Fairer Skies for SEDA Members

Coping with change and seizing opportunities are the focus for the 2010 Safety Leadership Forum.

Members of the Safety Equipment Distributors Association (SEDA, www.safetycentral.org) are bound for downtown Baltimore this month and the association’s 2010 Safety Leadership Forum in better spirits than a year ago. The event kicks off with a June 15 reception at 6 p.m., less than three hours after the expo of ASSE’s annual meeting has closed, which allows distributor members who exhibited there to attend the SEDA meeting economically, said Kaymie Thompson Owen, SEDA’s associate director.

“Members are looking ahead with brighter anticipation than they previously had had,” she said. “The market is improving — slow — but they are seeing improvement.”

This meeting is chiefly a networking event, but it features a strong speaker lineup. Thompson Owen, who plans the association’s meetings and has worked for SEDA for five years, said SEDA’s looking for “a normal year” this time around aft er several years of changes. A meeting held with an industrial glove distributors group for several years, this event was co-located with a Safety Marketing Group conference one year and then was SEDA’s alone the past two years in Nashville and British Columbia.

Co-locating with the ASSE meeting seems like a good fit, she said. “It was manufacturers on the planning committee who already exhibit at ASSE who felt it would be a good fit,” said Thompson Owen. “And they said, ‘We’re already going to ASSE.’ We’ll see how we do in Baltimore.”

SEDA was founded in 1968. Its distributor and manufacturer members provide the full complement of safety products.

Leadership Forum Highlights

Coping with change and seizing opportunities are the focus for the forum (http://safetycentral.org/forum10/) and its speakers:

  • Keynote Session: “Assessing Your Future Market Potential: Six Steps to Future Opportunity,” 9-10:30 a.m. June 16, William R. McCleave, president of W.R. McCleave & Associates. He is described by SEDA as an expert in supply chain relationship concepts between manufacturers, distributors, and their customers.
  • “Navigating the Choppy Legislative Waters,” 10:45 a.m.-noon June 16, John S. Satagaj, president and general counsel of the Small Business Legislative Council. His talk will cover labor laws, health care reform, tax reform, entitlement programs, and the state of the economy.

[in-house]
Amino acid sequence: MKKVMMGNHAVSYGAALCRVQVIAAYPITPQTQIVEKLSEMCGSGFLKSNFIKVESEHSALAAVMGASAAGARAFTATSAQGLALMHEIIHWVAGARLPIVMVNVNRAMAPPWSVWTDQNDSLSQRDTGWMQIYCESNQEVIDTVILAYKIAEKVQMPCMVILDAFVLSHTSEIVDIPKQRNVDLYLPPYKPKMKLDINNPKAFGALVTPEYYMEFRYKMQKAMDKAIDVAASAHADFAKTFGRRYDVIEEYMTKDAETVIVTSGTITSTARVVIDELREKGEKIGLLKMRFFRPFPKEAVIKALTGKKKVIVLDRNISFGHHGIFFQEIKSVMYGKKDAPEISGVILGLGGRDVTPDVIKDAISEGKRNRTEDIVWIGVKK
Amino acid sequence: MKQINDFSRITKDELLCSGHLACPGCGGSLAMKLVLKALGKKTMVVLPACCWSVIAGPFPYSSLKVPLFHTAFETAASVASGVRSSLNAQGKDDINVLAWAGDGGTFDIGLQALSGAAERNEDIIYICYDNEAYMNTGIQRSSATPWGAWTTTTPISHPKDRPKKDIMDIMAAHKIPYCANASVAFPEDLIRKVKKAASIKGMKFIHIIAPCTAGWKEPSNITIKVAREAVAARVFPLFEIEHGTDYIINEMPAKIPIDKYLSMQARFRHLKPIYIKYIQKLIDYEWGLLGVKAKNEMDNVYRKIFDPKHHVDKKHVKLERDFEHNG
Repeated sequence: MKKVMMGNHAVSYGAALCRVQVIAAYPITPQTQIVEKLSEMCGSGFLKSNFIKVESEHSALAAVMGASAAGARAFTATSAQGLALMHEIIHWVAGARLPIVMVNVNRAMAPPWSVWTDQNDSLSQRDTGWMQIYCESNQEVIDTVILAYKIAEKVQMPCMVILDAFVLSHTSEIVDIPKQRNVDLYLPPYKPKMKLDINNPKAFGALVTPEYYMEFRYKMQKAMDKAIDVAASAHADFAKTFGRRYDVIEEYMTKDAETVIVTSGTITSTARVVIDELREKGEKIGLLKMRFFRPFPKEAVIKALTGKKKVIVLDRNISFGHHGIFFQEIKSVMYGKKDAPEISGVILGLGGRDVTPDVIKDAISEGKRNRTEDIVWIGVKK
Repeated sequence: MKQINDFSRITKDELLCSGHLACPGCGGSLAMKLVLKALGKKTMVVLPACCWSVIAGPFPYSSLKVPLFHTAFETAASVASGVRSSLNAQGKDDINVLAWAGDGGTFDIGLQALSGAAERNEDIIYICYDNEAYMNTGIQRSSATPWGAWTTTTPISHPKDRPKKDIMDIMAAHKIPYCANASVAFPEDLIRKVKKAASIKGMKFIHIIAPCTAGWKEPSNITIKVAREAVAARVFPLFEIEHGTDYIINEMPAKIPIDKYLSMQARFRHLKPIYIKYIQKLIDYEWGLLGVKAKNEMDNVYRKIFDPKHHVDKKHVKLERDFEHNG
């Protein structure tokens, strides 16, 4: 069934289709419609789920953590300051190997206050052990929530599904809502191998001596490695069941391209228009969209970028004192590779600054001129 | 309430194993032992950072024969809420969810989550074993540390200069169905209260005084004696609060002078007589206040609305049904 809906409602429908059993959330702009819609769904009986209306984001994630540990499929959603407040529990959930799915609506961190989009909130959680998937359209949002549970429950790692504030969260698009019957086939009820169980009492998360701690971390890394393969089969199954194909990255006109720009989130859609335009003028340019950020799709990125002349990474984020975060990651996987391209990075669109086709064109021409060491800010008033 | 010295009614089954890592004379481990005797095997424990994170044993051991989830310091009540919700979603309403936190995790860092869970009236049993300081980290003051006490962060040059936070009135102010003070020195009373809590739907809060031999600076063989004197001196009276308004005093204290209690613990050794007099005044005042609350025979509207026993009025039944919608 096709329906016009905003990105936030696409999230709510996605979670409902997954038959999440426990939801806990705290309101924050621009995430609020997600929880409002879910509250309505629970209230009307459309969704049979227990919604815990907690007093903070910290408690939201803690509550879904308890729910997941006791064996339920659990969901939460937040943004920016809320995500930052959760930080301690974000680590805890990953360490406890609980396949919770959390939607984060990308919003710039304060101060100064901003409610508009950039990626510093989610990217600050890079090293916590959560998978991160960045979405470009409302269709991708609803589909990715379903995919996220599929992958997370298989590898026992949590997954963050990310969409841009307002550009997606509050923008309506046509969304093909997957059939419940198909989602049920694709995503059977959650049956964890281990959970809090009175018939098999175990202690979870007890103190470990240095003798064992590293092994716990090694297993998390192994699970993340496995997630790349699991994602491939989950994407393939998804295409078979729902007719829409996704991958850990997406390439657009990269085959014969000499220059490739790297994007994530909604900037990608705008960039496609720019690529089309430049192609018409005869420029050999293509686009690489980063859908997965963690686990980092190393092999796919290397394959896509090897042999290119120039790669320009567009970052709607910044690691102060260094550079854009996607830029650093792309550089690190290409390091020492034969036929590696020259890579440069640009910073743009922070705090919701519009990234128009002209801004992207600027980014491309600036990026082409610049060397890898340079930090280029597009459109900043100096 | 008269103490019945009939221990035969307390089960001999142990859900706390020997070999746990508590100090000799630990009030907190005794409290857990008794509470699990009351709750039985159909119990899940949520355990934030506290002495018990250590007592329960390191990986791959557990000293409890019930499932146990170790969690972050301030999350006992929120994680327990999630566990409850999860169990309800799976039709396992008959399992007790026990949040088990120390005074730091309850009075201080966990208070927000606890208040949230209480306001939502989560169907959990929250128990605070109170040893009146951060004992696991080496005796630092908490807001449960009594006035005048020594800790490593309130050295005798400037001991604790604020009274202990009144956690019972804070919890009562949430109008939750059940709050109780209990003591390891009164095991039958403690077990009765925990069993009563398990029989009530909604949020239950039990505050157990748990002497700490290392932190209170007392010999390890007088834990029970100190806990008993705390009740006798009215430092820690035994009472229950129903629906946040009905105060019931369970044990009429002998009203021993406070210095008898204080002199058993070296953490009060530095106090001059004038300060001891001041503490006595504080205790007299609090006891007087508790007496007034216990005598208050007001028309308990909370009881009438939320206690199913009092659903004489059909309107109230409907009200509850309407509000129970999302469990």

• “Enhancing Partnership Advantage in the Marketplace: Making Talk Matter!” 1:30-3 p.m. June 16, William R. McCleave. He will share results from a study of SEDA’s members on current issues and will introduce a new assessment tool for attendees to use to make their Executive Conference sessions more useful.
  • SEDA Political Report: “Navigating the National Political Scene,” 8:30-9:30 a.m. June 17, Bob Franken, former CNN commentator in Washington, D.C., and a frequent MSNBC guest.

Also on the agenda at this event are seminars, the one-on-on Executive Conferences of manufacturers and distributors, and networking receptions. The event takes place at the InterContinental Harbor Court hotel located at Baltimore’s Inner Harbor.

QSSP Still Going Strong

Qualified Safety Sales Professional (QSSP, www.safetycentral.org/qssp/) training delivered twice per year in Louisville and co-sponsored by SEDA and the International Safety Equipment Association is still going strong.

The year’s first course ended April 23 and was sold out; the fall course set for Nov. 8-12 had a handful of spots open. Some registrants encounter last-minute conflicts — two scheduled to attend the first course this year were unable to make it because of travel disruptions caused by the erupting volcano in Iceland — so course organizers maintain a waiting list, Thompson Owen said.

QSSP 2, which would be a follow-up course for past graduates, is still in the planning stages aft er several years of discussion about the concept, she said. “To do the whole affiliation through a university and have all the CEUs and all that is a big project,” albeit one that probably would be popular, she added.

This article originally appeared in the June 2010 issue of Occupational Health & Safety.

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